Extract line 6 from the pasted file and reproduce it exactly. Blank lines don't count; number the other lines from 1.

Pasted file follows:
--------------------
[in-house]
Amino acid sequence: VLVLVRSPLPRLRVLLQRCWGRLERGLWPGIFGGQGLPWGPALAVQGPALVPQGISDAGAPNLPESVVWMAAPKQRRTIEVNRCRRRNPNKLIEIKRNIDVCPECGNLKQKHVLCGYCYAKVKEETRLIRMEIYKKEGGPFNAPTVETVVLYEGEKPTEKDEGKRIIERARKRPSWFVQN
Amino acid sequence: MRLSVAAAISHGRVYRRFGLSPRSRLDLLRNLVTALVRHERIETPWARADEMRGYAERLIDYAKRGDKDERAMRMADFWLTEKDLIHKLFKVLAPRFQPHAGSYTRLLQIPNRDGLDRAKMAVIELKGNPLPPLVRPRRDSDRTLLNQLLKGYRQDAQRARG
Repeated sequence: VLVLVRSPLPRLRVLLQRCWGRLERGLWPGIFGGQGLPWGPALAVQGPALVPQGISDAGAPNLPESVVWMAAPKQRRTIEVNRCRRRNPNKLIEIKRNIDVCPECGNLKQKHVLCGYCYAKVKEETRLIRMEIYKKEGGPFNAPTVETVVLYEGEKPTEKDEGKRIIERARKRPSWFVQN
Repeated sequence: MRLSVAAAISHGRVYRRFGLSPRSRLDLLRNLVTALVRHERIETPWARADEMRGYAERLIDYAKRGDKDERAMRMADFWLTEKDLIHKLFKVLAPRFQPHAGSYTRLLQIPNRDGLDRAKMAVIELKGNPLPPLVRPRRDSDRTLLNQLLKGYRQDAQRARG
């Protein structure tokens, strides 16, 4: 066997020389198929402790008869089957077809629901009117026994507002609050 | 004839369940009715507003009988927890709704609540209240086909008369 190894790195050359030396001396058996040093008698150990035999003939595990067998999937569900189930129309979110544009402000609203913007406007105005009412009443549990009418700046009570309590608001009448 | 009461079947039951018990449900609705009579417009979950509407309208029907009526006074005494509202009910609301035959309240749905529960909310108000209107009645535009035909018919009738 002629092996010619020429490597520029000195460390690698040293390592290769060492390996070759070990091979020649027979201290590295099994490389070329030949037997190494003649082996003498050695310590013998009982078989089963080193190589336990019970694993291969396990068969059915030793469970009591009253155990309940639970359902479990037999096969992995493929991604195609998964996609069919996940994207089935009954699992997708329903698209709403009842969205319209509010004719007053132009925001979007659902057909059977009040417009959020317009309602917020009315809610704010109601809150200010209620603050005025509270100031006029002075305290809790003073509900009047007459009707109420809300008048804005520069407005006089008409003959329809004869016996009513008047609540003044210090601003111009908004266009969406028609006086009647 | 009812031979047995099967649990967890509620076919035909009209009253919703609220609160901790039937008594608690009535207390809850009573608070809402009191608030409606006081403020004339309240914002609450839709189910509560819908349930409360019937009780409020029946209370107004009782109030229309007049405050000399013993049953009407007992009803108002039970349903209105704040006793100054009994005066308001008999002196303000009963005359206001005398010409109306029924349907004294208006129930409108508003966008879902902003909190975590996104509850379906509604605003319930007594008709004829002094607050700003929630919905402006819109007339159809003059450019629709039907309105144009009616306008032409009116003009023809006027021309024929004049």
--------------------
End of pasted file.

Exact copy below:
């Protein structure tokens, strides 16, 4: 066997020389198929402790008869089957077809629901009117026994507002609050 | 004839369940009715507003009988927890709704609540209240086909008369 190894790195050359030396001396058996040093008698150990035999003939595990067998999937569900189930129309979110544009402000609203913007406007105005009412009443549990009418700046009570309590608001009448 | 009461079947039951018990449900609705009579417009979950509407309208029907009526006074005494509202009910609301035959309240749905529960909310108000209107009645535009035909018919009738 002629092996010619020429490597520029000195460390690698040293390592290769060492390996070759070990091979020649027979201290590295099994490389070329030949037997190494003649082996003498050695310590013998009982078989089963080193190589336990019970694993291969396990068969059915030793469970009591009253155990309940639970359902479990037999096969992995493929991604195609998964996609069919996940994207089935009954699992997708329903698209709403009842969205319209509010004719007053132009925001979007659902057909059977009040417009959020317009309602917020009315809610704010109601809150200010209620603050005025509270100031006029002075305290809790003073509900009047007459009707109420809300008048804005520069407005006089008409003959329809004869016996009513008047609540003044210090601003111009908004266009969406028609006086009647 | 009812031979047995099967649990967890509620076919035909009209009253919703609220609160901790039937008594608690009535207390809850009573608070809402009191608030409606006081403020004339309240914002609450839709189910509560819908349930409360019937009780409020029946209370107004009782109030229309007049405050000399013993049953009407007992009803108002039970349903209105704040006793100054009994005066308001008999002196303000009963005359206001005398010409109306029924349907004294208006129930409108508003966008879902902003909190975590996104509850379906509604605003319930007594008709004829002094607050700003929630919905402006819109007339159809003059450019629709039907309105144009009616306008032409009116003009023809006027021309024929004049």